Epiphyllum oxypetalum: Queen of the night

Family: Cactaceae
Common name: Queen of the night, Princess of the night, Dutchman’s pipe cactus, Jungle cactus, Lady of the night, Night-blooming cereus, Large-flowered cactus, Vanilla cactus, Large blooming cereus, Organillo, Sweet-scented cactus

These amazing cactus plants will become the highlight of your garden when it blooms in the night, with lovely white flowers that have a heady fragrance. Queen of the night plants are epiphytes, growing on other plants or on rocky areas in the wild, to a height of 3-6 meters.

In home gardens, they usually grow 1-2 meters tall with green, succulent, flattened stems which look like fleshy leaves. Primary stems are roughly circular in cross-section and woody towards the base. Secondary stems look like fleshy leaves with wavy or toothed margins.

These stems are waxy and long, bearing large flowers that are 20-30 cms long and about 15 cms in diameter. Queen of the night flowers have many thin, tapering tepals, the lower ones are reddish and the upper ones are white in color.

Petals are white, gossamer-thin, and lovely, arranged in many layers. They have numerous white stamens with yellow tips and a distinct white style. Fruiting is rare, but the plant is capable of producing purple-red fruits that are 10-15 cms long, containing small seeds that are 1-2 cms long.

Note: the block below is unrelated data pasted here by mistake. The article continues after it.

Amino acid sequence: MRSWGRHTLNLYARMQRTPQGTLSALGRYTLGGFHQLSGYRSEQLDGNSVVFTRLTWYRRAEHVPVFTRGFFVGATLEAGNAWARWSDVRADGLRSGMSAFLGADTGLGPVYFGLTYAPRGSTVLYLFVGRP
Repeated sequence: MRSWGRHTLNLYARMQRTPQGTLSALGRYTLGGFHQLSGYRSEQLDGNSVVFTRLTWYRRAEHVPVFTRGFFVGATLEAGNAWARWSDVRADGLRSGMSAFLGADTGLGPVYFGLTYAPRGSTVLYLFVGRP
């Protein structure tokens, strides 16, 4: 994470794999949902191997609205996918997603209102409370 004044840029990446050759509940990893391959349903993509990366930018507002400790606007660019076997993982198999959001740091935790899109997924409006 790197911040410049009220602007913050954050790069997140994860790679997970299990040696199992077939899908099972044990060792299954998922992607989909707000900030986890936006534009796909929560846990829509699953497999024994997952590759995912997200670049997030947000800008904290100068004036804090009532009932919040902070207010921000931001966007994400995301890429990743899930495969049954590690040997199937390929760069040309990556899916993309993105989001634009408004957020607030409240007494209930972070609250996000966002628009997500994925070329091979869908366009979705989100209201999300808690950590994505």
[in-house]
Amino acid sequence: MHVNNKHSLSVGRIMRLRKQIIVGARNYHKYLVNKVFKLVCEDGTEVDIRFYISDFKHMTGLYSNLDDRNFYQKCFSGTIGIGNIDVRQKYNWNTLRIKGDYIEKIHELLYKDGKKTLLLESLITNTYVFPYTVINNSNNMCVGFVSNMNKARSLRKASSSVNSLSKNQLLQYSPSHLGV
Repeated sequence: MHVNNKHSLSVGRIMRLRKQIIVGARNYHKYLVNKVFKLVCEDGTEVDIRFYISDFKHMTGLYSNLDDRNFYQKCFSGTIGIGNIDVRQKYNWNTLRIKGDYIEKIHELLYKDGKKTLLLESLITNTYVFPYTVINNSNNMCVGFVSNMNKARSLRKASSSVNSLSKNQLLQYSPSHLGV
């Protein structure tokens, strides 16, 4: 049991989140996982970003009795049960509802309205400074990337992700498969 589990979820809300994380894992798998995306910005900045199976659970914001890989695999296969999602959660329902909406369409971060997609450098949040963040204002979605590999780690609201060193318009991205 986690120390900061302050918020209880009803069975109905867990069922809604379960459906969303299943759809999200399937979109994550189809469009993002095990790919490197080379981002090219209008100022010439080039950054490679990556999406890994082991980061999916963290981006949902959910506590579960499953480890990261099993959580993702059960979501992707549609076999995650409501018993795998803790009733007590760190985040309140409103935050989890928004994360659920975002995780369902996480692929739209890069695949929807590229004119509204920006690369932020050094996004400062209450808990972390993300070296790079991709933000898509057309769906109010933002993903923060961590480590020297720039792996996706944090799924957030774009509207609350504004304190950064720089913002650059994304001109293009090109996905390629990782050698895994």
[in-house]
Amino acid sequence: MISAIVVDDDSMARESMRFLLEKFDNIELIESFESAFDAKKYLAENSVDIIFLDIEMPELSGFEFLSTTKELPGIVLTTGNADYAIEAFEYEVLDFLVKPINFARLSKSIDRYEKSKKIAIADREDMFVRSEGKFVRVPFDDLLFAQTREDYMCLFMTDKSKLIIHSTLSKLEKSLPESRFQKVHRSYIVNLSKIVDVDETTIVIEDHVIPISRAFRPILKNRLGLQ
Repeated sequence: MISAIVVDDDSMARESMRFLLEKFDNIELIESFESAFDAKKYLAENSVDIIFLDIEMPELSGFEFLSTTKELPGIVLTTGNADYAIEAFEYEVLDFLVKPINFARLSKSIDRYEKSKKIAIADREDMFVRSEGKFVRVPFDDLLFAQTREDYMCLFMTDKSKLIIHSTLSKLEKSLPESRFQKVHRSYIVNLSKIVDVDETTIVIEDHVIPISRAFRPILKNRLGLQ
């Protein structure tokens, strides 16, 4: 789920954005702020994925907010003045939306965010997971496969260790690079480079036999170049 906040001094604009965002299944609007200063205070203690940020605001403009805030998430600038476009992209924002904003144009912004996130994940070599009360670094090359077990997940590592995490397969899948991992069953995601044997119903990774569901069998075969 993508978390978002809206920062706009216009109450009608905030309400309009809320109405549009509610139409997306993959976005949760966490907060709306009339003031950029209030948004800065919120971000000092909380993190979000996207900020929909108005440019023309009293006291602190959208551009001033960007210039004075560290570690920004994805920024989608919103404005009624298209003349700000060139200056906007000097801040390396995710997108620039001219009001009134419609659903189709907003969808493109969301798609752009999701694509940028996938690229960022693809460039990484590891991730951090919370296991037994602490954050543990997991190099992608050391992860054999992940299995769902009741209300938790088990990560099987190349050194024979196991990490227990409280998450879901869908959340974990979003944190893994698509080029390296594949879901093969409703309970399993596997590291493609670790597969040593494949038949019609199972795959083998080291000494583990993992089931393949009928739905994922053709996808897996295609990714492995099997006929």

Queen of the night plants bloom during summer and spring, each bloom opening only once during the night. They start opening around 7 pm and continues till about 10 pm, closing before sunrise. So people stay up late at night to see these flowers bloom, each adult plants producing 5-20 flowers at a time.

These flowers are wonderfully fragrant, showy, and attractive to moths, bats, and nocturnal animals that help pollinate them. They can also be grown indoors near sunny windows, but will not bloom as much without good sunlight.

Though these are cactus plants, they need moisture and frequent watering. In order to ensure that the soil is well-drained, mix cocopeat, perlite and small pieces of wood bark into it; to make the soil loose and airy.

If the plant becomes too long and leggy, they can be pruned, and the cut pieces planted to form new baby plants once they dry out for a few days. It’s important for calluses to form on the cut ends before they are planted, to prevent root rot. It’s a good idea to provide support for long stems that tend to droop to the ground.

They are tolerant of shade, and can be kept in the shade in a corner of your garden. Harsh sunlight might burn the tips of the stem. Baby plants need some tender, loving care with regular watering and fertilization.

But once they are established in the soil, Queen of the night plants can be ignored occasionally till blooming season arrives, when they need to be fertilized more frequently. These plants have some medicinal uses in the treatment of rashes, fever, inflammations, and diabetes.

Propagation is through stem cuttings, even the secondary stems that look like leaves can root readily when planted in the soil.

Image credits: Durga Prasad